What is Brain-Eating Amoeba?
Brain-eating amoeba or Naegleria fowleri is a type of amoeba that belongs to the Naegleria genus family. It is a single-celled organism found all around the world. It is a heat-loving amoeba that can be commonly found in water bodies like fresh-water rivers and lakes, and in the soil.
Naegleria fowleri is known as brain-eating amoeba because it causes a rare fatal brain infection in humans. The disease is commonly called Primary Amoebic Meningoencephalitis (PAM) or Naegleriasis. The first PAM infection was reported from Australia. The amoeba turned out to be a new species and was named Naegleria fowleri after one of the authors of the report, M. Fowler.
Although millions of people are exposed to Naegleria fowleri due to its widespread occurrence actual infection is rare. The exact reason for the low infection rate is not known. The primary mechanism by which the amoeba infects humans is via the nasal passage.
The amoeba enters the body only through nasal exposure to contaminated water. It then passes over to the brain along the pathway of the olfactory nerves - the nerves that carry the smell signals from the nose to the brain. Once it reaches the brain, it causes inflammation and starts to destroy the tissues of the brain.
Mostly humans are exposed to the amoeba through water-related activities. Generally, the exposure is from swimming pools where the water temperature is warmer. The infection is not contagious and also it is not present in clean and properly disinfected water. Also, people do not become infected by drinking contaminated water.
Primary Amoebic Meningoencephalitis (PAM) is a serious infection of the central nervous system and its covering tissues. It causes inflammation and destruction of the brain tissues. Symptoms start appearing after 1-9 days of nasal exposure to Naegleria-containing water. People die 1-18 days after the onset of the symptoms. Most of the symptoms resemble the symptoms of bacterial meningitis disease and is therefore difficult to detect. The disease progresses rapidly and the victim may die within a week. Signs and symptoms of the infection can be divided into two stages namely, initial stage and advanced stage.
The symptoms usually develop within two days from the Naegleria exposure and include:
- Nausea and vomiting
- Severe frontal headache
A few days later, the infected person may show these signs:
- Stiff neck
The rarity of the infection makes it difficult to diagnose Naegleriasis in the initial stages. About 75% of people with the disease are diagnosed only after their death. The most common methods used to detect changes in the human brain are MRI and CT Scan Imaging techniques. The Naegleria fowleri organisms, DNA or antigen can also be detected in the cerebrospinal fluid (CSF), biopsy, or tissue specimens of the infected persons. The CSF is the fluid that surrounds the brain and spinal cord. A sample of the fluid is obtained through a procedure called spinal tap.
The methods followed to test Naegleria fowleri include the following:
- By looking at a fresh sample of the CSF fluid under a microscope, the presence of the motile amoeba can be detected. Different stains like Giemsa-Wright or a modified trichrome stain are used for identifying it accurately.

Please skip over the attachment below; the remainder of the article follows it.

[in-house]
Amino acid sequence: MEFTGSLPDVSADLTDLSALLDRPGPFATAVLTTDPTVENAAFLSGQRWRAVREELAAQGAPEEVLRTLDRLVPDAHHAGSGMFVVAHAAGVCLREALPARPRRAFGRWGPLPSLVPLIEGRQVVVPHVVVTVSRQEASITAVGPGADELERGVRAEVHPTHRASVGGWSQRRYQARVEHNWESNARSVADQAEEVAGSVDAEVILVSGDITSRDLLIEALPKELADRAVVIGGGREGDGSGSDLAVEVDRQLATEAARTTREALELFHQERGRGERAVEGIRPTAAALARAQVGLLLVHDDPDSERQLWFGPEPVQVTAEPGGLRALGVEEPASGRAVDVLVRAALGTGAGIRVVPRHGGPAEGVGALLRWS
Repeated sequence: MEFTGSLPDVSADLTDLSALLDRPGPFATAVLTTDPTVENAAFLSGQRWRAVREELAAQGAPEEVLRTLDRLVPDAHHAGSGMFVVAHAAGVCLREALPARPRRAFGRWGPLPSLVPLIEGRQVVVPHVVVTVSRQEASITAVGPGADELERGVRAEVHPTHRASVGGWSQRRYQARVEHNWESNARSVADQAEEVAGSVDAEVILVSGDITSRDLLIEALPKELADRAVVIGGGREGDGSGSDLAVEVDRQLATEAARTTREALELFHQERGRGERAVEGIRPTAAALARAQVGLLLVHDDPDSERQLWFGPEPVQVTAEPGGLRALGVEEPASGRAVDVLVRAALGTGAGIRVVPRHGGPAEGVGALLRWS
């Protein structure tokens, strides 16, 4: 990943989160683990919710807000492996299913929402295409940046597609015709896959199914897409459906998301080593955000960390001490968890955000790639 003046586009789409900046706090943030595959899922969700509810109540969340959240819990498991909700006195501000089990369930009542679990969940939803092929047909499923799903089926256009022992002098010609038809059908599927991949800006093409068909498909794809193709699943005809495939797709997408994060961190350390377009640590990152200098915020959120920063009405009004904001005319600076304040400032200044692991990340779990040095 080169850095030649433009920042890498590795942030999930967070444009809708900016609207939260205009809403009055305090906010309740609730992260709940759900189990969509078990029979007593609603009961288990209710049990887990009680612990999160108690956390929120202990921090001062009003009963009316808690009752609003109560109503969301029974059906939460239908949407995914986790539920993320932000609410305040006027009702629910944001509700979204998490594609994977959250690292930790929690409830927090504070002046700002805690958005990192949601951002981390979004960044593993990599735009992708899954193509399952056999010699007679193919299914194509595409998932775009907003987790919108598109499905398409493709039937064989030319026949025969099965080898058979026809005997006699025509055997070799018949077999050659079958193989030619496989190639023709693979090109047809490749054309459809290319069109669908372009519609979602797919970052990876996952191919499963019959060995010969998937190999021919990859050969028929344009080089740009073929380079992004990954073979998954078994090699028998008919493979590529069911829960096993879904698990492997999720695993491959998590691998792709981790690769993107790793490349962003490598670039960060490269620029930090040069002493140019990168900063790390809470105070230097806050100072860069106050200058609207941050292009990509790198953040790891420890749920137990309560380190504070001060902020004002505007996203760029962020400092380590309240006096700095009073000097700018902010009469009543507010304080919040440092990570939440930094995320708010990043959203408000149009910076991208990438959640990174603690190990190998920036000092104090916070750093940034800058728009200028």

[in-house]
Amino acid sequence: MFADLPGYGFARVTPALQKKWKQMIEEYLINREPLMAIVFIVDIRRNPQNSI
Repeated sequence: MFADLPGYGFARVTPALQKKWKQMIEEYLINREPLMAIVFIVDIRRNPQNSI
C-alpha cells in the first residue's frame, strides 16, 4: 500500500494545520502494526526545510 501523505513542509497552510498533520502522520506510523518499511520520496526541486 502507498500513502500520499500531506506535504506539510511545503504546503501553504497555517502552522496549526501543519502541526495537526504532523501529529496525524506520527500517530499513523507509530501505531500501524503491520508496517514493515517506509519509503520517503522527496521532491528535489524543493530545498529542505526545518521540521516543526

- The antigen of the amoeba can be detected using tests like indirect immunofluorescence and immunohistochemistry tests.
- Polymerize Chain reaction amplifies the DNA of the amoeba present in the CSF fluid or tissues by which the presence of the organism can be detected.
- A culture is done at 108°F/42°C, at which temperature amoeba like Naegleria fowleri survive. The surviving amoeba undergo further testing as other thermophilic amoeba may also be present. Culturing can increase the likelihood of detecting the amoeba by direct visualization or PCR. Then these samples obtained from water bodies are also tested as above.
Several drugs like amphotericin B, azithromycin, fluconazole and rifampin have been tried for the treatment of Naeglerisis. However, it is not known how effective these treatments are since most patients have not survived following treatment.
Recently the Centers for Disease Control and Prevention (CDC) has introduced a drug called miltefosine (Impavido) that appears to be effective for treating Naeglerisis. Currently, two survivors of the disease are documented who have been treated with miltefosine along with other medications.
The only way to prevent Naegleriasis infection is by staying away from water-related activities. However, if a swimming pool is clean and well maintained, it is unlikely to have the amoebae. It is better to use some kind of protective equipment like nose clips to cover the nose before entering fresh water bodies. Sediments should not be disturbed while swimming in shallow warm waters. One should limit their activities in such a way that water does not enter into the nose. These are some common practices that can be followed to be safe from exposure to this organism.
- CDC at Work: Naegleria fowleri - (http://www.cdc.gov/parasites/naegleria/cdc-at-work.html)
- Naegleria infection - (http://www.mayoclinic.org/diseases-conditions/naegleria-infection/basics/symptoms/con-20034093)
Latest Publications and Research on Naegleriasis (Brain-Eating Amoeba Infection)
- Dealing with several flagella in the same cell. - Published by PubMed
- Fowlerstefin, a cysteine protease inhibitor of Naegleria fowleri, induces inflammatory responses in BV-2 microglial cells in vitro. - Published by PubMed
- Metagenomic analysis of viruses, bacteria and protozoa in irrigation water. - Published by PubMed
- Aryl Quinazolinone Derivatives as Novel Therapeutic Agents against Brain-Eating Amoebae. - Published by PubMed
- Molecular detection of free-living amoebae from Namhangang (southern Han River) in Korea. - Published by PubMed